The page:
By bridging from the epiphysis to the diaphysis, the fixator stabilizes the metadiaphyseal region.
Intraarticular fractures should be anatomically reduced and held with lag screws or reduction wires.
More complex fracture patterns, with articular fragment displacement, may require a separate open reduction. Interfragmentary fixation, typically with lag screws, should be added in a way that also permits wire placement.
A ring fixator may be useful to hold complex proximal fractures, and attached to the tibial shaft with pins and rods (hybrid fixation).
Specific considerations for hybrid external fixation and the proximal tibia are given below.
2. Patient preparation
This procedure is normally performed with the patient in a supine position.
3. Reduction of the articular surface
In complex articular fractures, anatomic reduction normally requires some internal reduction and fixation, external fixation alone is usually inadequate.
The medial plateau is usually reduced first because it tends to be less comminuted. Once reduced, this establishes normal length, rotation, and alignment of part of the articular surface.
Once the medial side has been provisionally fixed, the lateral side may be accessed through an anterolateral parapatellar incision. The depressed articular surface is elevated and reduced. Bone graft or bone substitute may be required to fill the defect in the metaphysis to prevent future collapse.
A lateral buttress plate may be used to support the more damaged lateral side, the metaphyseal construct should then be held with a neutralization external fixation frame.
Ligamentotaxis helps to achieve preliminarily reduction of the main fracture fragments and helps to maintain length during the operation. It is also used preoperatively to maintain provisional reduction.
Use of distractors and external fixators
In order to reduce the fracture it may be helpful to use a femoral distractor. This is usually applied on the lateral side, with the knee in slight flexion.
The same effect may be achieved with the use of an external fixator.
A distractor, because it applies the force directly to the bone, is very powerful and makes distraction easy. The distractor may be used on the side with more comminution. If only an external fixator is available, place one on the medial and one on the lateral side or span the knee joint anteriorly with a unilateral frame.
A bilateral distractor may also be used but may interfere with a later ring implementation.
Note: If a distractor is not available the goal of ligamentotaxis and reduction is still achievable using other techniques such as manual traction.
Open book technique
Hinge the main fragments back on their soft-tissue attachments and visualize the depression of the articular fracture. Reduce the impaction by gentle elevation. Once this is completed, reduce the metaphyseal fracture by indirect or direct manipulation. The metaphysis, if possible, should be reduced anatomically to restore inherent stability.
A pointed reduction forceps is a very useful tool in securing reduction of the main fragments and their provisional fixation.
In these complex fracture patterns, arthroscopy is not helpful.
In multifragmentary proximal bicondylar articular fractures, care should be taken when inserting lag screws so as not to narrow the width of the proximal tibia.
The same holds true with the pointed reduction clamps for provisional fixation.
Once the fracture is reduced, provisional fixation of the fragments is achieved with K-wires. The accuracy of the reduction should be checked with an image intensifier.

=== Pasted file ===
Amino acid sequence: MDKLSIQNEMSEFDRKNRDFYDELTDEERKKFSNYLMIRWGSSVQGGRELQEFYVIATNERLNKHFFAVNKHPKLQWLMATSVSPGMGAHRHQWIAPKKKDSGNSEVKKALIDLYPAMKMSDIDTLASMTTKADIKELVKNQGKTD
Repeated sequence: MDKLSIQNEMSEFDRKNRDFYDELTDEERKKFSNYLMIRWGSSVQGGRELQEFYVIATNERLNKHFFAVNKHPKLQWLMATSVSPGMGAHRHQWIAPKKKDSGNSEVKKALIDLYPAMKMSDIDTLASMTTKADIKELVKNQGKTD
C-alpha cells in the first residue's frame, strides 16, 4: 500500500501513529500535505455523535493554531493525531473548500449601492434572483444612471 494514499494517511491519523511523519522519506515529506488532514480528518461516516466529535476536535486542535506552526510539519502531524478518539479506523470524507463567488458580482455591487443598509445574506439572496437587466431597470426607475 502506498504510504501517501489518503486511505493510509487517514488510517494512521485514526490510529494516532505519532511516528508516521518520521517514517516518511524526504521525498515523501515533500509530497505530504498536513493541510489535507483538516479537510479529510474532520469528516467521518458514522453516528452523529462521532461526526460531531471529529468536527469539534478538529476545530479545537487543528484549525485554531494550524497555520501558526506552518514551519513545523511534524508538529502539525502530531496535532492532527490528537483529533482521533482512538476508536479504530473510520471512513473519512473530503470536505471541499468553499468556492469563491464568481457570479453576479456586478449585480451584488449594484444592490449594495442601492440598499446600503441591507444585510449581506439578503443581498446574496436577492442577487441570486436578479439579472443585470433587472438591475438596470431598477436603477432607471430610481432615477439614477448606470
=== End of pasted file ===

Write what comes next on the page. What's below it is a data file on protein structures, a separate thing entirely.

After elevation and reduction of the depressed articular surface, bone graft or substitute should be placed in the defect in the metaphysis to prevent future collapse of the reduced articular surface.
4. Wire placement
Planning of wire placement
2 mm diameter wires are recommended.
Placement of wires for proximal tibial fixation must be carefully planned. The fracture planes must be determined. Wires must support rather than prevent reduction. Provisional reduction and temporary K-wires might be required.
Interfragmentary compression may be achieved using reduction wires perpendicular to the fracture plane.
Alternatively, lag screws may be placed before the fixator.
Note: If opposed reduction wires will be used for fracture compression, their location must be planned with regard to both fracture anatomy and local structures.
In addition to proximal ring and tensioned wires, the distal pins and frame, and its connection to the ring, must be planned for maximal stability.
Safe wire placement in the proximal tibia
A thorough knowledge of the anatomy is mandatory to perform the correct placement of the K-wires as they go through both cortices (see the safe zones). All the important neurovascular structures run in the posterior half of the cross section. Therefore the wire corridors must be chosen carefully.
Wires should be positioned as proximal as possible but not through the joint. The most proximal wire should be at least 14 mm below the articular surface because of the distal capsular insertion. If a wire is passed within this area, any infection tracking along the wire may lead to a septic arthritis.
With only two wires, stability is limited. Maintaining an overall arc of 60-80° between the wires improves stability. Adding a third wire or a threaded pin gives greater stability.
5. Ring placement
Insertion of wires
At least two wires must be used.
Make a stab incision and use blunt dissection down to the bone.
Insert the protection sleeve until it reaches the bone. Place the wire parallel to the knee joint under image intensification until it penetrates the far cortex. Finish wire insertion by hand, until the wire extends an equal length on both sides of the tibia. Make sure that the wire does not impale tendons or neurovascular structures.
Attaching ring to wires
A bilateral distractor may sometimes interfere with ring implementation. In these cases, if possible, it should be removed before ring application.
Connect the wires to the ring and tighten the clamps. This secures the articular fracture component.